New study

In 2019, suicide attempts were more prevalent among students who reported having sex with persons of the same sex or with both sexes (30%) and students who identified as lesbian, gay, or bisexual (23%)

New data

Transgender adolescents are at high risk of suicidal ideation and behavior compared to cisgender adolescents.

New data

Over 121 million Americans live in areas without enough mental health providers to meet their needs

Up from 85 million

Suicide’s cost in the US was $460 billion in 2019

Up from $93 billion in 2013


The 2022 document places a new emphasis on the cumulative effect of both risk factors as well as protective factors on a person’s suicide risk:

  • “Research indicates that suicide risk varies as a result of the number and intensity of key risk and protective factors experienced.” (page 13)
  • “The effects of ACEs (Adverse Childhood Experiences) are often cumulative. Experiencing more ACEs is associated with greater risk for future poor outcomes when compared to people with fewer ACEs.” (page 15)

The new document also now includes a mention of the increased risk during transition periods: “Transition periods are also associated with higher risk of suicide. This includes transitions from … high school to college …” (page 12)

There were two subtle changes to the seven strategies listed in the document. While the strategies stayed the same, the order of those strategies changed, as two strategies switched places in the list: “Create Protective Environments” moved up to the No. 2 spot, and “Improve Access and Delivery of Suicide Care” moved down to No. 3. The strategies are listed in order of broadest reach (more people) to more targeted reach (fewer people), which would suggest that experts in the field believe that more people can be affected by creating protective environments than improving suicide care. Also, the word “Healthy” was added to the fourth strategy on the list to make it “Promote Healthy Connections.”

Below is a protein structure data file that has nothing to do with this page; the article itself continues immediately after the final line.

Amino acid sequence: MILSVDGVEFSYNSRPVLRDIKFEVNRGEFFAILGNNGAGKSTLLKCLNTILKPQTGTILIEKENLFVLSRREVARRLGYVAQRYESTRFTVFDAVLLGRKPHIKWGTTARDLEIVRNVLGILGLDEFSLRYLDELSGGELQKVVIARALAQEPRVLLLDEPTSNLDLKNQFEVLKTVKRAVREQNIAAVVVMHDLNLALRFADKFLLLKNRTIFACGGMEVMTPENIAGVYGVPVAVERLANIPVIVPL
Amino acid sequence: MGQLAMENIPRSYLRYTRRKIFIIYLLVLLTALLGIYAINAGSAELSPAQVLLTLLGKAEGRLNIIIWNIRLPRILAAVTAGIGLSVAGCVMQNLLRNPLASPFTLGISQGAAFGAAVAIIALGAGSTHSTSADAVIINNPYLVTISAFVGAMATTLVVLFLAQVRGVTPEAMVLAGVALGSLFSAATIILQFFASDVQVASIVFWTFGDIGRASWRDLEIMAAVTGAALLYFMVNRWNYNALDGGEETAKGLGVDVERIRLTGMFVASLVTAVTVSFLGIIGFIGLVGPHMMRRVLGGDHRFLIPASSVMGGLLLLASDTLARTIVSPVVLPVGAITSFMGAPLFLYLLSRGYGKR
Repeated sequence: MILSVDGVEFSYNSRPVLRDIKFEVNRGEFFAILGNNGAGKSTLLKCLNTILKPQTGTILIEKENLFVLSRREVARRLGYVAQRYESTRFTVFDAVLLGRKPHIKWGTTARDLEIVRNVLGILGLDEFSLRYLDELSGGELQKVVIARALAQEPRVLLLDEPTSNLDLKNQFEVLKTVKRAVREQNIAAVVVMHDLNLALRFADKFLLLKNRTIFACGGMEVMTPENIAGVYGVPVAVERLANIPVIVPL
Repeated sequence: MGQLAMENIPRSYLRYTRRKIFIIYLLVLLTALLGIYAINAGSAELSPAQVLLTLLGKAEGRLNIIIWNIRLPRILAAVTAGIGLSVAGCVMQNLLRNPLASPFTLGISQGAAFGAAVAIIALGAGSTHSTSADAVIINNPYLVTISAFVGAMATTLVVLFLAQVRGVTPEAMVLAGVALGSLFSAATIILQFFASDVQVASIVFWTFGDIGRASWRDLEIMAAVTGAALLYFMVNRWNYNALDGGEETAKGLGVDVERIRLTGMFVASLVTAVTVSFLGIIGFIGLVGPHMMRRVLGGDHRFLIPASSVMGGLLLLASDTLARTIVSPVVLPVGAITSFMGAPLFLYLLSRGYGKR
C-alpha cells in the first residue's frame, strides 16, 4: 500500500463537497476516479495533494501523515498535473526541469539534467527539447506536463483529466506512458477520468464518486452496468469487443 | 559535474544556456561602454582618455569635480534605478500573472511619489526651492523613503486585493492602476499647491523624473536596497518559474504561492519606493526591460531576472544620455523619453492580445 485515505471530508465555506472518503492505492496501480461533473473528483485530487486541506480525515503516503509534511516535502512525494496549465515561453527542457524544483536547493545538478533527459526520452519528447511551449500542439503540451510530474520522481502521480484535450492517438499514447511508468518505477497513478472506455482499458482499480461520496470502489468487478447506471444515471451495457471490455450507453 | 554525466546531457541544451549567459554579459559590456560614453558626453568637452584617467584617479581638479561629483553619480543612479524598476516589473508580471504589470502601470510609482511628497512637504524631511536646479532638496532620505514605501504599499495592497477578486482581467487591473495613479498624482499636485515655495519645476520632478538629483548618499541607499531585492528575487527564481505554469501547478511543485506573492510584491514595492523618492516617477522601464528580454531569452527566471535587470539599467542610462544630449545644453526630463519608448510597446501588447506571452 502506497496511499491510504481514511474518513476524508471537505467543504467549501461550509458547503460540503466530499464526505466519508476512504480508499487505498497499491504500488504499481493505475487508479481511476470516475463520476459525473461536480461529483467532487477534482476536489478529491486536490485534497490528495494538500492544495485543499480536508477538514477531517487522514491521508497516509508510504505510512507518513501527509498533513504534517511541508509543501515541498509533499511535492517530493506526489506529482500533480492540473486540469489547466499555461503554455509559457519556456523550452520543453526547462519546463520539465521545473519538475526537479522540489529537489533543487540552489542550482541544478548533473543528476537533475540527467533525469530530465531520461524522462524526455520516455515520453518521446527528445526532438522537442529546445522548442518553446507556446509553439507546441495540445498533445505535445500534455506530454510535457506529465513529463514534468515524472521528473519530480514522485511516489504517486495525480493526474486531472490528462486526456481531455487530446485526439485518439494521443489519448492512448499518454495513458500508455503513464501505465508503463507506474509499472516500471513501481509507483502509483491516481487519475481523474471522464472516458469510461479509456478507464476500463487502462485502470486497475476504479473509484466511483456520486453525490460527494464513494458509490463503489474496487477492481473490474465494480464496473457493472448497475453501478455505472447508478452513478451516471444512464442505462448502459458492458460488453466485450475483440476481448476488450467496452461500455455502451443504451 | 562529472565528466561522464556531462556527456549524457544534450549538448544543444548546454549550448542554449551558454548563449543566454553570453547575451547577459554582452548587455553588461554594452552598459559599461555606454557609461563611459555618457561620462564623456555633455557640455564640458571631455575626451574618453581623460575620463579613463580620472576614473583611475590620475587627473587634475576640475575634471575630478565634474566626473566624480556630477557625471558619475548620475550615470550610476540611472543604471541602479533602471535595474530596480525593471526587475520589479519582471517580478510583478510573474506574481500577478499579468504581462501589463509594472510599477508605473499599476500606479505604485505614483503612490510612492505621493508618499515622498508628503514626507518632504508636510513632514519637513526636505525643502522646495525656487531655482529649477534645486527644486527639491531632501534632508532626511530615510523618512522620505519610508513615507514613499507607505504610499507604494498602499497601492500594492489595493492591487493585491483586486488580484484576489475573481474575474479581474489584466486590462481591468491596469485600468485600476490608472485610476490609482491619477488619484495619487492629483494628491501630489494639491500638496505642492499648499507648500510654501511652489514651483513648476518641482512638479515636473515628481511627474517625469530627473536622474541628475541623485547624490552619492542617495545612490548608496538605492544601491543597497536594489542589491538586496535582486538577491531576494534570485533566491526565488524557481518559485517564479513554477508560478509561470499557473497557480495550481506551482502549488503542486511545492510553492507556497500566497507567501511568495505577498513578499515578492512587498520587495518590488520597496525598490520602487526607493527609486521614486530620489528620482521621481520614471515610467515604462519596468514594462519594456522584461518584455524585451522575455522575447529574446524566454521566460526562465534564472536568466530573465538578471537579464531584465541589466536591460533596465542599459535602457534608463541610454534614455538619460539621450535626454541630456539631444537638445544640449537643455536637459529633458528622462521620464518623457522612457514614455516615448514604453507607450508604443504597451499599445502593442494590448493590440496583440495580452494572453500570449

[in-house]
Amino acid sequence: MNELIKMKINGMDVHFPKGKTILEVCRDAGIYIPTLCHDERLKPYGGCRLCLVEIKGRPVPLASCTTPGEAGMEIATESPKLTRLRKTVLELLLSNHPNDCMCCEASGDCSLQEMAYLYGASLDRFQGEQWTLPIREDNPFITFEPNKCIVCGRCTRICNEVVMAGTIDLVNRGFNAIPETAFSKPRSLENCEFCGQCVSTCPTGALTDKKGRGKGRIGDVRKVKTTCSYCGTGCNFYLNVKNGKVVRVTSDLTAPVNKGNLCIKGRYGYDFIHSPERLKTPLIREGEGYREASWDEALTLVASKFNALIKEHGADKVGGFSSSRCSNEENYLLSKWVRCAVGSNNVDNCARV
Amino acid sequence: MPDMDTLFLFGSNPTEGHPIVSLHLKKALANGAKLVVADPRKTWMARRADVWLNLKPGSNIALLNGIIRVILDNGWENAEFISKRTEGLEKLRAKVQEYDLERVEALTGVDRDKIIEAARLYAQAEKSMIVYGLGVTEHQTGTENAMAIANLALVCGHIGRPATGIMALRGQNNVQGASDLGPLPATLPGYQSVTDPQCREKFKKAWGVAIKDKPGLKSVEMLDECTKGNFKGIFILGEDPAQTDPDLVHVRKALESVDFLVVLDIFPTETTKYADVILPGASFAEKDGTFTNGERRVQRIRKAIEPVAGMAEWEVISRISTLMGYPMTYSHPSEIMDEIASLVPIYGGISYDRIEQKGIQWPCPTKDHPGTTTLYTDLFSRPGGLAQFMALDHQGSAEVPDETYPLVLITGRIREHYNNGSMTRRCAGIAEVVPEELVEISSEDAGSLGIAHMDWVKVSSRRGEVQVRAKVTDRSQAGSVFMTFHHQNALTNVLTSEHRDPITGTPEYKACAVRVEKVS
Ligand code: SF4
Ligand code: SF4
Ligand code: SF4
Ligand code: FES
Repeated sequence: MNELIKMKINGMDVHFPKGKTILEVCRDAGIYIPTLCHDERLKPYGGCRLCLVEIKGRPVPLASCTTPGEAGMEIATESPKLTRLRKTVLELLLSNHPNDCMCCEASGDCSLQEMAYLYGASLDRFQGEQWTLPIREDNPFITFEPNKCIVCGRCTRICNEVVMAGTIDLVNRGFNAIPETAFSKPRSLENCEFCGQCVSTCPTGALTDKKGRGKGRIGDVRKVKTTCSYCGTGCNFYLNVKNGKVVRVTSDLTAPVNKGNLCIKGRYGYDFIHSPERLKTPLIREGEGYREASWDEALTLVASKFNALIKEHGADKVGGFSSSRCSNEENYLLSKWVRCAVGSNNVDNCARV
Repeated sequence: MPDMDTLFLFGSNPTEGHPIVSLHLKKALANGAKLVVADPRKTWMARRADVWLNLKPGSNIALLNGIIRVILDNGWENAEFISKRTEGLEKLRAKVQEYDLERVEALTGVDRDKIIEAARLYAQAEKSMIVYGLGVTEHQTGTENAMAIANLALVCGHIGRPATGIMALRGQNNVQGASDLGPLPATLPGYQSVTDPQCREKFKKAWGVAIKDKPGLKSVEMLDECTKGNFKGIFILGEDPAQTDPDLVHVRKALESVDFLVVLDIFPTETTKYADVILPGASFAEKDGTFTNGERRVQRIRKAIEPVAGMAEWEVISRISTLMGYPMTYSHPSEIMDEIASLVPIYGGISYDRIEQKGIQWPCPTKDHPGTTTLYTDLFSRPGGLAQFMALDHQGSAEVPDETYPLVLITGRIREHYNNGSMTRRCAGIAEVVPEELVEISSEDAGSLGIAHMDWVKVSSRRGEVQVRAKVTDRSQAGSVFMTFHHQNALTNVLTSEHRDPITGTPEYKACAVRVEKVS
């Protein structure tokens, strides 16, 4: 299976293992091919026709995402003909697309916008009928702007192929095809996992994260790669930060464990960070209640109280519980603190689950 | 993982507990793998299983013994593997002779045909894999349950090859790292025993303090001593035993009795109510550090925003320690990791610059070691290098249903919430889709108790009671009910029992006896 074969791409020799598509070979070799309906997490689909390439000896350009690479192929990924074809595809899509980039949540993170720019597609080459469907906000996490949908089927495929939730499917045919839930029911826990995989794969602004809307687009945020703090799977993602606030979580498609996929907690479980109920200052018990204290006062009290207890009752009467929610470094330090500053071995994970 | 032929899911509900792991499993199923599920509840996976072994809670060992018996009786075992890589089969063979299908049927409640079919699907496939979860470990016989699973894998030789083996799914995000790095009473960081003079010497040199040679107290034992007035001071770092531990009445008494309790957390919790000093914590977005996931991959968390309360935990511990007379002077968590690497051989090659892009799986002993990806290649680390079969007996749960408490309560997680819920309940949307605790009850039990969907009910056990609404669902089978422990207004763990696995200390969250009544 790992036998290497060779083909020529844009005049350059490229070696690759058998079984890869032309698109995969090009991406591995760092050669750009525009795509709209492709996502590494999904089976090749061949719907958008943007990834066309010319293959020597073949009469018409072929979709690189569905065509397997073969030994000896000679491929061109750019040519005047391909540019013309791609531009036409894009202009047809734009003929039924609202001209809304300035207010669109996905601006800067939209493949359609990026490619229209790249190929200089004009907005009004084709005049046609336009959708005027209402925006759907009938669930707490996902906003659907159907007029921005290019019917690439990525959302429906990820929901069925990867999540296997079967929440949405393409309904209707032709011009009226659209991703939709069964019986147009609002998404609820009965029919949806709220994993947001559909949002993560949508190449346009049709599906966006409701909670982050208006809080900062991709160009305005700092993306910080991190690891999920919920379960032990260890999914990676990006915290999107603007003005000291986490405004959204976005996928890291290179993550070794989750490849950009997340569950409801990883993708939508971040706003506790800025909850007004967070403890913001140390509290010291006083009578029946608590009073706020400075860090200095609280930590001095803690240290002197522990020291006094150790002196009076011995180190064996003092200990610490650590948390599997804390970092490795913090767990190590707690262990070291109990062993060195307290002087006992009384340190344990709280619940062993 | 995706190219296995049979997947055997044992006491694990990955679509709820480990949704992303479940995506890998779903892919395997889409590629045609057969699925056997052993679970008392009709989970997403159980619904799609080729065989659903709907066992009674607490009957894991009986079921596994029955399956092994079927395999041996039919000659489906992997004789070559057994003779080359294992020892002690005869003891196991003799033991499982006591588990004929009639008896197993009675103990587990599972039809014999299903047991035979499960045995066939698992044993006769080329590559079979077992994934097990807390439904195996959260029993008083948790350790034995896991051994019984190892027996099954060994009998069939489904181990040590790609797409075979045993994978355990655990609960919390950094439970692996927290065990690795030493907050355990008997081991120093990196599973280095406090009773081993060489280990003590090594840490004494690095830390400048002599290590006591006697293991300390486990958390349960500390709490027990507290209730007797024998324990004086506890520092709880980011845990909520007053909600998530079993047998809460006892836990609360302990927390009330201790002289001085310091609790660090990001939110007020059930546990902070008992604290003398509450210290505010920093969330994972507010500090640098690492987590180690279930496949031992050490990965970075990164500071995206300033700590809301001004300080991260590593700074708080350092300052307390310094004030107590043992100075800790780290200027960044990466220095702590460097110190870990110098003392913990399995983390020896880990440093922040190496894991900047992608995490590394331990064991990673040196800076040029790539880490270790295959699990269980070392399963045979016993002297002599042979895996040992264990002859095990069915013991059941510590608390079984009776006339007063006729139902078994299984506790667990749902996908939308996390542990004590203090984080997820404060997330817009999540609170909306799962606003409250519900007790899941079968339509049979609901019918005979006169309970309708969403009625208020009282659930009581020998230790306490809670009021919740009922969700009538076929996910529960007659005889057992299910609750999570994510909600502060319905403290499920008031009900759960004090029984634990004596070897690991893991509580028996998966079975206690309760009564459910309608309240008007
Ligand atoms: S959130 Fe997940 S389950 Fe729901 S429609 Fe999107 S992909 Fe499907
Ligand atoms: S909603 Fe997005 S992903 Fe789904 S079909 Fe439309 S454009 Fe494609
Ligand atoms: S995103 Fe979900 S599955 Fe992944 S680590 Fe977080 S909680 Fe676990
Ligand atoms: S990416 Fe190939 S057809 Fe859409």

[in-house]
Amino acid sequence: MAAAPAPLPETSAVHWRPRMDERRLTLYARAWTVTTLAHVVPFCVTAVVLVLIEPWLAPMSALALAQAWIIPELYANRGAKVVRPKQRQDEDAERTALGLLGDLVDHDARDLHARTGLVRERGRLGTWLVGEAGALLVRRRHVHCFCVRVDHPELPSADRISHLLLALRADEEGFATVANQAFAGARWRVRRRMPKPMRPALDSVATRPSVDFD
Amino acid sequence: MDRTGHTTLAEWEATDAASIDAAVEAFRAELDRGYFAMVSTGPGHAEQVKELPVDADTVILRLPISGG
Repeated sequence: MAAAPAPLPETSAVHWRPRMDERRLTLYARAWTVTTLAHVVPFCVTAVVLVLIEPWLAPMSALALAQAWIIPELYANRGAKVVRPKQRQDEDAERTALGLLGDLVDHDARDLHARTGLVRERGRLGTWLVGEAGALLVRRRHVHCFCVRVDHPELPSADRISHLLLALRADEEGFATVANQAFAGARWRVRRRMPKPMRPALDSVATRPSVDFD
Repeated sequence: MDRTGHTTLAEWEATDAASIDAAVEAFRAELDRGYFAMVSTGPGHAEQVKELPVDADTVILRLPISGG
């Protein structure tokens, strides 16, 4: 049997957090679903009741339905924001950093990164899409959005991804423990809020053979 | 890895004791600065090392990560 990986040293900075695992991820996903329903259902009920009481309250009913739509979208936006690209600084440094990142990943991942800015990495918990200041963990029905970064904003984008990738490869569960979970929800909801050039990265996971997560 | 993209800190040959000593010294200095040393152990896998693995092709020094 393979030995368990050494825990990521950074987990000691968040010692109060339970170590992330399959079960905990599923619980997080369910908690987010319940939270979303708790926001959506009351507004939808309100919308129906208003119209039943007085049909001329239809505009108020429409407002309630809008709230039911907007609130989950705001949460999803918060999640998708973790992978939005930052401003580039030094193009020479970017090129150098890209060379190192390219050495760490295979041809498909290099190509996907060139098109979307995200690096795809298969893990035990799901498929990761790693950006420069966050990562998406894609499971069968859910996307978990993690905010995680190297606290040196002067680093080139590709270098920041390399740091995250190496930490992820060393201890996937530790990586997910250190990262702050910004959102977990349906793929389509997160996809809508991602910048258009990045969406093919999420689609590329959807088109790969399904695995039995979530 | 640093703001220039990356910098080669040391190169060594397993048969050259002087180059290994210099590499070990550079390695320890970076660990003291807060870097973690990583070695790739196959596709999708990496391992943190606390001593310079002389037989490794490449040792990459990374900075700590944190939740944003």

Three approaches were added to the list of how the strategies could be achieved.

  • Under the strategy “Create Protective Environments,” the approach “Reduce substance use through community-based policies and practices” was added.
  • Under the strategy “Improve Access and Delivery of Suicide Care,” the approach “Provide rapid and remote access to help” was added. This approach included the mention of apps that can be used as part of treatment.
  • Under the strategy “Teach Coping and Problem-Solving Skills,” the approach “Support resilience education through education programs” was added. This is relevant to Lost&Found’s resilience education work, including the Advocates program.

Here are a few other changes, in brief:

  • The document puts a new emphasis on the idea that “approaches to put time and space between lethal means and suicidal individuals may help save lives.”
  • There is a new mention of substance use disorders and suicide risk being associated. 
  • COVID-19’s effect on mental health is mentioned.
  • Reducing stigma is newly mentioned as a potential outcome of several of the recommended approaches.
  • There is a new emphasis on multi-sector partnerships and strategic planning among multiple sectors.

The document also includes new evidence for most of the strategies and approaches listed in the document.

Lost&Found staff members reviewed the changes in the document during their all-staff retreat on Jan. 26 and discussed how they can continue to build upon these guidelines in their work.